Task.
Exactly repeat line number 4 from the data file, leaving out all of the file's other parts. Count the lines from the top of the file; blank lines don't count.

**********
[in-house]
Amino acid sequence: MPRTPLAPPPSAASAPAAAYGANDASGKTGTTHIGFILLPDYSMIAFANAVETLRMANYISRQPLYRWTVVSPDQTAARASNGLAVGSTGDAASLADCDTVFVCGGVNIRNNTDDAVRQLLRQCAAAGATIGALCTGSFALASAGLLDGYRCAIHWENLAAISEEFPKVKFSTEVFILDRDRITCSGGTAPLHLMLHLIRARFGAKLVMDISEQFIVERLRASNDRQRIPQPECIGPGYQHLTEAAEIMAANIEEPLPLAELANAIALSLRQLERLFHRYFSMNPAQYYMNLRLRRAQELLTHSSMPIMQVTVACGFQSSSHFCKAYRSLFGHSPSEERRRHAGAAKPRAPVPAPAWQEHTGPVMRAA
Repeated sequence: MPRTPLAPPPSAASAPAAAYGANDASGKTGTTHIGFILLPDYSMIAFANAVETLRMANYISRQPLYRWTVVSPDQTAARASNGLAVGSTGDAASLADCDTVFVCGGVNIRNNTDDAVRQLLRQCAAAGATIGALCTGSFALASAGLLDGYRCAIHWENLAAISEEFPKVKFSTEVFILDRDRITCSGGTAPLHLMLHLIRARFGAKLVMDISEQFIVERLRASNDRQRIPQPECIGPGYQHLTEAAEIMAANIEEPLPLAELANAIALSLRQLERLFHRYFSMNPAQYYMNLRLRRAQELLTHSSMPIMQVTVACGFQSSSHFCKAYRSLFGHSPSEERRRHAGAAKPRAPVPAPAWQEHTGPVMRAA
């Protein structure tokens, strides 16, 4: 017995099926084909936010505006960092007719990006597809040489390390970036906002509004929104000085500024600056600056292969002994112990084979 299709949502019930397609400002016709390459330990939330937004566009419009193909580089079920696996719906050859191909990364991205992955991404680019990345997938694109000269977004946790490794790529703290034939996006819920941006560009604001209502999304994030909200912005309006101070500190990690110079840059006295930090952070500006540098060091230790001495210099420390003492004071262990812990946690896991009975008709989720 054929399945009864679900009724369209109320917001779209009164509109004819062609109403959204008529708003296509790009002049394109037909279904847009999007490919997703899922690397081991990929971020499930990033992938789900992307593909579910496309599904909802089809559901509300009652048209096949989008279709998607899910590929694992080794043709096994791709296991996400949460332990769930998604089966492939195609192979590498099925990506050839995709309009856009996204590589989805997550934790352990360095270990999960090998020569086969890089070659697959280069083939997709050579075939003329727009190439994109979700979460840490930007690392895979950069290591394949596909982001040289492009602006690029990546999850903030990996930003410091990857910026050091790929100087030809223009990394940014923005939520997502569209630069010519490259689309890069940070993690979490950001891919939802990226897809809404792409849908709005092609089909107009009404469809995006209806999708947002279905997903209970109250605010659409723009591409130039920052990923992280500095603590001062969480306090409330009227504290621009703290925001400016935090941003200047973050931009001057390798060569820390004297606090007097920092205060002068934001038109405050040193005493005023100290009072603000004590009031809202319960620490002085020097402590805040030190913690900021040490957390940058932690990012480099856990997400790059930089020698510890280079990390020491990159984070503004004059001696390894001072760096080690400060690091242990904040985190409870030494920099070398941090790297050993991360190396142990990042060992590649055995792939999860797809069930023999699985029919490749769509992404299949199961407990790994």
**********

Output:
């Protein structure tokens, strides 16, 4: 017995099926084909936010505006960092007719990006597809040489390390970036906002509004929104000085500024600056600056292969002994112990084979 299709949502019930397609400002016709390459330990939330937004566009419009193909580089079920696996719906050859191909990364991205992955991404680019990345997938694109000269977004946790490794790529703290034939996006819920941006560009604001209502999304994030909200912005309006101070500190990690110079840059006295930090952070500006540098060091230790001495210099420390003492004071262990812990946690896991009975008709989720 054929399945009864679900009724369209109320917001779209009164509109004819062609109403959204008529708003296509790009002049394109037909279904847009999007490919997703899922690397081991990929971020499930990033992938789900992307593909579910496309599904909802089809559901509300009652048209096949989008279709998607899910590929694992080794043709096994791709296991996400949460332990769930998604089966492939195609192979590498099925990506050839995709309009856009996204590589989805997550934790352990360095270990999960090998020569086969890089070659697959280069083939997709050579075939003329727009190439994109979700979460840490930007690392895979950069290591394949596909982001040289492009602006690029990546999850903030990996930003410091990857910026050091790929100087030809223009990394940014923005939520997502569209630069010519490259689309890069940070993690979490950001891919939802990226897809809404792409849908709005092609089909107009009404469809995006209806999708947002279905997903209970109250605010659409723009591409130039920052990923992280500095603590001062969480306090409330009227504290621009703290925001400016935090941003200047973050931009001057390798060569820390004297606090007097920092205060002068934001038109405050040193005493005023100290009072603000004590009031809202319960620490002085020097402590805040030190913690900021040490957390940058932690990012480099856990997400790059930089020698510890280079990390020491990159984070503004004059001696390894001072760096080690400060690091242990904040985190409870030494920099070398941090790297050993991360190396142990990042060992590649055995792939999860797809069930023999699985029919490749769509992404299949199961407990790994």